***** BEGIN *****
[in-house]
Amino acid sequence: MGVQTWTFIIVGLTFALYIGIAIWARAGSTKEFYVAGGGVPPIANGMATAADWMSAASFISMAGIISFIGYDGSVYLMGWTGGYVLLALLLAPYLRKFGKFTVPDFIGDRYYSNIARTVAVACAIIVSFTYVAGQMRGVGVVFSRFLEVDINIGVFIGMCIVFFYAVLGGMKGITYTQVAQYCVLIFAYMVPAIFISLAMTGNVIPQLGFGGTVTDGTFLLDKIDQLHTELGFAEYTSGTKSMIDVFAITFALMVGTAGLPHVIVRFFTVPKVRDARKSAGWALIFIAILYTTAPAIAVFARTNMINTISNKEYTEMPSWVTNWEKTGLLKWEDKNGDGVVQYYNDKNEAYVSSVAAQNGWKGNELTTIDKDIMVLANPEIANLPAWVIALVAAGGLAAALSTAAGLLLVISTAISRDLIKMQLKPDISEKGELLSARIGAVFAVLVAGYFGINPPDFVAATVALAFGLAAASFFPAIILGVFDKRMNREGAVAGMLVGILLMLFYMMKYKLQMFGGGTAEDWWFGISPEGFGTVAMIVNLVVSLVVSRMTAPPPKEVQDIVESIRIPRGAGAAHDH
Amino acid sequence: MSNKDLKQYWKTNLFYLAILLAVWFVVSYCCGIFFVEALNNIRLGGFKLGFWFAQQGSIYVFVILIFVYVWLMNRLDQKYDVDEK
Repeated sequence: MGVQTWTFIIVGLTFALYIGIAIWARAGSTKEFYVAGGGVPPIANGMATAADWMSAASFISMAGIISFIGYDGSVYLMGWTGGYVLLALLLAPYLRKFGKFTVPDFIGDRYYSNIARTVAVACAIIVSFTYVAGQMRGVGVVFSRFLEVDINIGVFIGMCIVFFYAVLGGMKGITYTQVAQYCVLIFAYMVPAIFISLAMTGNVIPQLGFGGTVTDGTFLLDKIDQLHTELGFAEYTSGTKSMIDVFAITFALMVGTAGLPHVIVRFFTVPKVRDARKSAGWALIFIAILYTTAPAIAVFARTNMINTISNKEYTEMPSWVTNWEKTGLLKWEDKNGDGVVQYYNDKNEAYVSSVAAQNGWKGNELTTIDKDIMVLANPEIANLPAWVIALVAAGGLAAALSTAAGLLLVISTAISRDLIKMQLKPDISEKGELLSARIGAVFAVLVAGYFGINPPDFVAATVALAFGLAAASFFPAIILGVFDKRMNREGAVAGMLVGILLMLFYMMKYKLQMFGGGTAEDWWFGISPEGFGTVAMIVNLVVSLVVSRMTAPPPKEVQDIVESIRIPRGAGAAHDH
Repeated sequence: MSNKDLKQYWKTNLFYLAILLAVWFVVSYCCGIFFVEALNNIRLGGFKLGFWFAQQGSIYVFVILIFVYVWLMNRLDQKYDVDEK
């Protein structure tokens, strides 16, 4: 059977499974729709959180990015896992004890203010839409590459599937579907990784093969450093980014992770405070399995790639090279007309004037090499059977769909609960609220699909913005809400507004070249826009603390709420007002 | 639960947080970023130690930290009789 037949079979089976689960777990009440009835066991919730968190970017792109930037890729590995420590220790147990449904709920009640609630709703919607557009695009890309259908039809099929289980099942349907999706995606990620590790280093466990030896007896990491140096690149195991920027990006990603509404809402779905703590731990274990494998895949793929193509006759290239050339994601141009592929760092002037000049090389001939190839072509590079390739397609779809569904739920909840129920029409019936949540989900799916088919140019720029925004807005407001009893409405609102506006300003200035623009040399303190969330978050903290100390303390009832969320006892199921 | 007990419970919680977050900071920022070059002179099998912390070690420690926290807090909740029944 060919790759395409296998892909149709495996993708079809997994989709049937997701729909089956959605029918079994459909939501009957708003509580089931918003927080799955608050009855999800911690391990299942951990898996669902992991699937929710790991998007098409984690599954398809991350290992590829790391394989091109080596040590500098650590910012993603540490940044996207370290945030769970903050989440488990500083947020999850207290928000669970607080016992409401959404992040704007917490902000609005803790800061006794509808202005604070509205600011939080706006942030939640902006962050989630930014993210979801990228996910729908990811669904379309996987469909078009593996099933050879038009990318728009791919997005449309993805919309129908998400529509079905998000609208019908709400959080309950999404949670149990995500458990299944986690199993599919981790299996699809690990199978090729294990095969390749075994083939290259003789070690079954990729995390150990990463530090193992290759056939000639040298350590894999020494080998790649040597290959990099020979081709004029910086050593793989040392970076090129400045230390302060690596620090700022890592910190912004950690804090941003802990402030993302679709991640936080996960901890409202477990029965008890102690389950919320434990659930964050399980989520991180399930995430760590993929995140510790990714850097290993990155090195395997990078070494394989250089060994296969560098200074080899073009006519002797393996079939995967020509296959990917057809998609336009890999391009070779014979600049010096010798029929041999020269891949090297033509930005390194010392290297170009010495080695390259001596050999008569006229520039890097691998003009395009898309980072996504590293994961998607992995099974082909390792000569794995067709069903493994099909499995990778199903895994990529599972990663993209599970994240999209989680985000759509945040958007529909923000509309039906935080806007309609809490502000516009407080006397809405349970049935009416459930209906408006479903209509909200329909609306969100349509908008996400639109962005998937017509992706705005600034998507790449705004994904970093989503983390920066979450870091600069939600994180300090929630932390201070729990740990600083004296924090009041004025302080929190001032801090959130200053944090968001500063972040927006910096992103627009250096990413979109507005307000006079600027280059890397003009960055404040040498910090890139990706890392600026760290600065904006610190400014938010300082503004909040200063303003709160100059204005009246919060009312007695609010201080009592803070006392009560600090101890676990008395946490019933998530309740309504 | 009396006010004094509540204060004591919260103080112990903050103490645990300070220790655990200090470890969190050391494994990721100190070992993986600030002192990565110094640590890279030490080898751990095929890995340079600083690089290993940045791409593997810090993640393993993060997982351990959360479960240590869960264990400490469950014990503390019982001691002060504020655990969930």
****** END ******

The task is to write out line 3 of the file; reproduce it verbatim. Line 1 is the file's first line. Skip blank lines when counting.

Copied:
Amino acid sequence: MSNKDLKQYWKTNLFYLAILLAVWFVVSYCCGIFFVEALNNIRLGGFKLGFWFAQQGSIYVFVILIFVYVWLMNRLDQKYDVDEK